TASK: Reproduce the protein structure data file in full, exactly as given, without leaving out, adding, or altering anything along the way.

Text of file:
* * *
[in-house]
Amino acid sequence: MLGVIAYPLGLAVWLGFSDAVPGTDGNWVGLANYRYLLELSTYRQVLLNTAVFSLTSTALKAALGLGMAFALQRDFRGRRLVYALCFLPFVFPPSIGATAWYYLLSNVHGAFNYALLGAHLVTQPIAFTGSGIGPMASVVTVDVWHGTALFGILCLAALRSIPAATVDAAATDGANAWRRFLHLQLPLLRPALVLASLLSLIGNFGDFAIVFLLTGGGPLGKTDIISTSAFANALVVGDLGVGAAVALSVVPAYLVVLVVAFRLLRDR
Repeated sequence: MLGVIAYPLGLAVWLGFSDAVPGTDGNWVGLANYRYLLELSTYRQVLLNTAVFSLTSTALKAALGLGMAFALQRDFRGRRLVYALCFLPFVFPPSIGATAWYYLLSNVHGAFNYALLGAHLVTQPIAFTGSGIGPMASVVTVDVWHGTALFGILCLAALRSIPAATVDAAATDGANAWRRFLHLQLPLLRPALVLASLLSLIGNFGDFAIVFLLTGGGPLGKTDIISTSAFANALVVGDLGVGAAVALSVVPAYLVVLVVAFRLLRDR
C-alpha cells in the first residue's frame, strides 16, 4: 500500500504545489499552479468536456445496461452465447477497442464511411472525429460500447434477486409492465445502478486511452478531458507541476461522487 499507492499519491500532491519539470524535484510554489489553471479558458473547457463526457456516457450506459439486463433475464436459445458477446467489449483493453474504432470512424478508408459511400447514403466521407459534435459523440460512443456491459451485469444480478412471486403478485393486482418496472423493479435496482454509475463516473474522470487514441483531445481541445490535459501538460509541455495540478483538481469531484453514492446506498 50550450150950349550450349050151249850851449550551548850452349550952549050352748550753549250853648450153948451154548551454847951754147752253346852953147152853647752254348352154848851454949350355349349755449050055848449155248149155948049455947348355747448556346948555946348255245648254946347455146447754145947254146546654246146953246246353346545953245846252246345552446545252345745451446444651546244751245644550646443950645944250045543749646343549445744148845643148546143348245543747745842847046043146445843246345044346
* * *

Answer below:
[in-house]
Amino acid sequence: MLGVIAYPLGLAVWLGFSDAVPGTDGNWVGLANYRYLLELSTYRQVLLNTAVFSLTSTALKAALGLGMAFALQRDFRGRRLVYALCFLPFVFPPSIGATAWYYLLSNVHGAFNYALLGAHLVTQPIAFTGSGIGPMASVVTVDVWHGTALFGILCLAALRSIPAATVDAAATDGANAWRRFLHLQLPLLRPALVLASLLSLIGNFGDFAIVFLLTGGGPLGKTDIISTSAFANALVVGDLGVGAAVALSVVPAYLVVLVVAFRLLRDR
Repeated sequence: MLGVIAYPLGLAVWLGFSDAVPGTDGNWVGLANYRYLLELSTYRQVLLNTAVFSLTSTALKAALGLGMAFALQRDFRGRRLVYALCFLPFVFPPSIGATAWYYLLSNVHGAFNYALLGAHLVTQPIAFTGSGIGPMASVVTVDVWHGTALFGILCLAALRSIPAATVDAAATDGANAWRRFLHLQLPLLRPALVLASLLSLIGNFGDFAIVFLLTGGGPLGKTDIISTSAFANALVVGDLGVGAAVALSVVPAYLVVLVVAFRLLRDR
C-alpha cells in the first residue's frame, strides 16, 4: 500500500504545489499552479468536456445496461452465447477497442464511411472525429460500447434477486409492465445502478486511452478531458507541476461522487 499507492499519491500532491519539470524535484510554489489553471479558458473547457463526457456516457450506459439486463433475464436459445458477446467489449483493453474504432470512424478508408459511400447514403466521407459534435459523440460512443456491459451485469444480478412471486403478485393486482418496472423493479435496482454509475463516473474522470487514441483531445481541445490535459501538460509541455495540478483538481469531484453514492446506498 50550450150950349550450349050151249850851449550551548850452349550952549050352748550753549250853648450153948451154548551454847951754147752253346852953147152853647752254348352154848851454949350355349349755449050055848449155248149155948049455947348355747448556346948555946348255245648254946347455146447754145947254146546654246146953246246353346545953245846252246345552446545252345745451446444651546244751245644550646443950645944250045543749646343549445744148845643148546143348245543747745842847046043146445843246345044346